Zhao Kuo's hill fortification was besieged for 46 days. In September, having run out of food and water and with low morale, his desperate army made several unsuccessful attempts to break out. The general was killed by Qin archers while leading his best troops in a final attempt to breach the encirclement. With their commander dead, the Zhao army finally surrendered.


Bai Qi ordered the captured soldiers to be executed, presumably by being buried alive;[2] but the local population was hostile to Qin rule, and he was afraid executing the captured soldiers would precipitate a revolt. He released 240 of the youngest soldiers to spread terror in Zhao, then the rest were buried alive as planned. Sima Qian claimed over 450,000 Zhao soldiers were killed during and after the battle. Emperor Xuanzong of Tang (685–762) later built a temple over a collection of some of the human remains, and bones continue to be discovered on the site.[3]

Prior to the campaign, Zhao had been one of the most powerful of the Warring States. The campaign addressed the immediate Qin threat, as three years of war financially and domestically exhausted both states. However, Zhao never recovered from the defeat, which allowed Qin to gain military dominance over the other states. In 221 BC Qin would use this dominance to unify China.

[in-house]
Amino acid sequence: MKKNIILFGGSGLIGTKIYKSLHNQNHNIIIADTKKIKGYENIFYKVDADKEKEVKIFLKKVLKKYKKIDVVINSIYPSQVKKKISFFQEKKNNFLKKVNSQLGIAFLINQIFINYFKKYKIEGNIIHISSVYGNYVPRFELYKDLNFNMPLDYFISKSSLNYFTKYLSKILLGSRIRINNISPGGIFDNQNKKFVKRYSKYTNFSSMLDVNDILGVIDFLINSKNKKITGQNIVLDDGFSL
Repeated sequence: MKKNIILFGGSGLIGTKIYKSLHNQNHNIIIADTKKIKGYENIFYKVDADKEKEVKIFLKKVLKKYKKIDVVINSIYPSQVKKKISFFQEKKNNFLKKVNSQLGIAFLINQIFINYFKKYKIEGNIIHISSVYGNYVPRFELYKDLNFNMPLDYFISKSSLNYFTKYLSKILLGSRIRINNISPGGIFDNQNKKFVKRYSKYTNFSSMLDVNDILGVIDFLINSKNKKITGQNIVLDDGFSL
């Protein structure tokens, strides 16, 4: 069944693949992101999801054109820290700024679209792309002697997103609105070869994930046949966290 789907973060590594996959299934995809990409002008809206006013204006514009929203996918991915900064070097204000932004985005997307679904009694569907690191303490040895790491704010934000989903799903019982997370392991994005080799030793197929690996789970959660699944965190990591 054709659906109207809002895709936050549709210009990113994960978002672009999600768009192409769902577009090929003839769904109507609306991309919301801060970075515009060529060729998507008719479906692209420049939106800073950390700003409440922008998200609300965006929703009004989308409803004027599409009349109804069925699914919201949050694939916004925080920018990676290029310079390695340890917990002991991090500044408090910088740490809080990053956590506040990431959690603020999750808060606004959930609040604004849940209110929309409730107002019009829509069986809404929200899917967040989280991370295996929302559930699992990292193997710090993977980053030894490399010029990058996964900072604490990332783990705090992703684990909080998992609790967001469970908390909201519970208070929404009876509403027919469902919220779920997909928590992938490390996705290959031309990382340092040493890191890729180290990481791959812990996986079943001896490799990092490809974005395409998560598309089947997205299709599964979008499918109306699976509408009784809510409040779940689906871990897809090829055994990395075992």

In popular culture[edit]

The 2004 Chinese television series Changping of the War is based on the battle. The battle also features as background to the events taking place in the manga Kingdom with the events having a direct and indirect impact on the character development of several major characters on many sides, most notably Wan Ji of Zhao, who led an army of other survivors and families of those killed in bloody and gory revenge upon Qin citizens. Wang He, the other general, was divided into two different generals, Wang Qi, and Wang He, the former fought on Changping. Changping is also a major plot point in Legend of Haolan-the catastrophe and chaos in Zhao State causes the main characters to flee to Qin.


  1. ^ Sima Qian claimed over 450,000 Zhao soldiers were killed during and after the battle; all survivors were killed (buried alive) with the exceptions of 240 of the youngest soldiers who were released.
  2. ^白平论著/啄木斋文丛/训诂类/“坑”非活埋辩.pdf[permanent dead link]
  3. ^ 长平古战场 Archived 2009-10-26 at the Wayback Machine


External links[edit]

Coordinates: 35°47′53″N 112°55′26″E / 35.79806°N 112.92389°E / 35.79806; 112.92389